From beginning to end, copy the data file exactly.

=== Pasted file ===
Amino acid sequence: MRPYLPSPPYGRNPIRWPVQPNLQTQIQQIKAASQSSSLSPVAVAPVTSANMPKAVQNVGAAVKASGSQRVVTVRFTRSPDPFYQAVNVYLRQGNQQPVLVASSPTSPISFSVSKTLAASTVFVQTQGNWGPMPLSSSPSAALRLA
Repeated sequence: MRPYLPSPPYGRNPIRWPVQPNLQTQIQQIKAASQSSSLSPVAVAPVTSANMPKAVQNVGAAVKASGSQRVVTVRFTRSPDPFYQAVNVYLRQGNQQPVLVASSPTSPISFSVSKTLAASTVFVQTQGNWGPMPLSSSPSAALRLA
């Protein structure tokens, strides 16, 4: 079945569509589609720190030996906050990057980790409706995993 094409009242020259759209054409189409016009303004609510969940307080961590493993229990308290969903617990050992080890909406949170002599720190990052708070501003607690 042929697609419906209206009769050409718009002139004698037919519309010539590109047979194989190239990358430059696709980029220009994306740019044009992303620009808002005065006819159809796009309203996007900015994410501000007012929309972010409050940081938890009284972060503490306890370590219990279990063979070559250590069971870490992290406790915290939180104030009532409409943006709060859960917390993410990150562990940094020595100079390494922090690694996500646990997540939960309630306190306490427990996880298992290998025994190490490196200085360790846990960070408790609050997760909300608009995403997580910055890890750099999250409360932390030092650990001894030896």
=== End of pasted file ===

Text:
Amino acid sequence: MRPYLPSPPYGRNPIRWPVQPNLQTQIQQIKAASQSSSLSPVAVAPVTSANMPKAVQNVGAAVKASGSQRVVTVRFTRSPDPFYQAVNVYLRQGNQQPVLVASSPTSPISFSVSKTLAASTVFVQTQGNWGPMPLSSSPSAALRLA
Repeated sequence: MRPYLPSPPYGRNPIRWPVQPNLQTQIQQIKAASQSSSLSPVAVAPVTSANMPKAVQNVGAAVKASGSQRVVTVRFTRSPDPFYQAVNVYLRQGNQQPVLVASSPTSPISFSVSKTLAASTVFVQTQGNWGPMPLSSSPSAALRLA
């Protein structure tokens, strides 16, 4: 079945569509589609720190030996906050990057980790409706995993 094409009242020259759209054409189409016009303004609510969940307080961590493993229990308290969903617990050992080890909406949170002599720190990052708070501003607690 042929697609419906209206009769050409718009002139004698037919519309010539590109047979194989190239990358430059696709980029220009994306740019044009992303620009808002005065006819159809796009309203996007900015994410501000007012929309972010409050940081938890009284972060503490306890370590219990279990063979070559250590069971870490992290406790915290939180104030009532409409943006709060859960917390993410990150562990940094020595100079390494922090690694996500646990997540939960309630306190306490427990996880298992290998025994190490490196200085360790846990960070408790609050997760909300608009995403997580910055890890750099999250409360932390030092650990001894030896």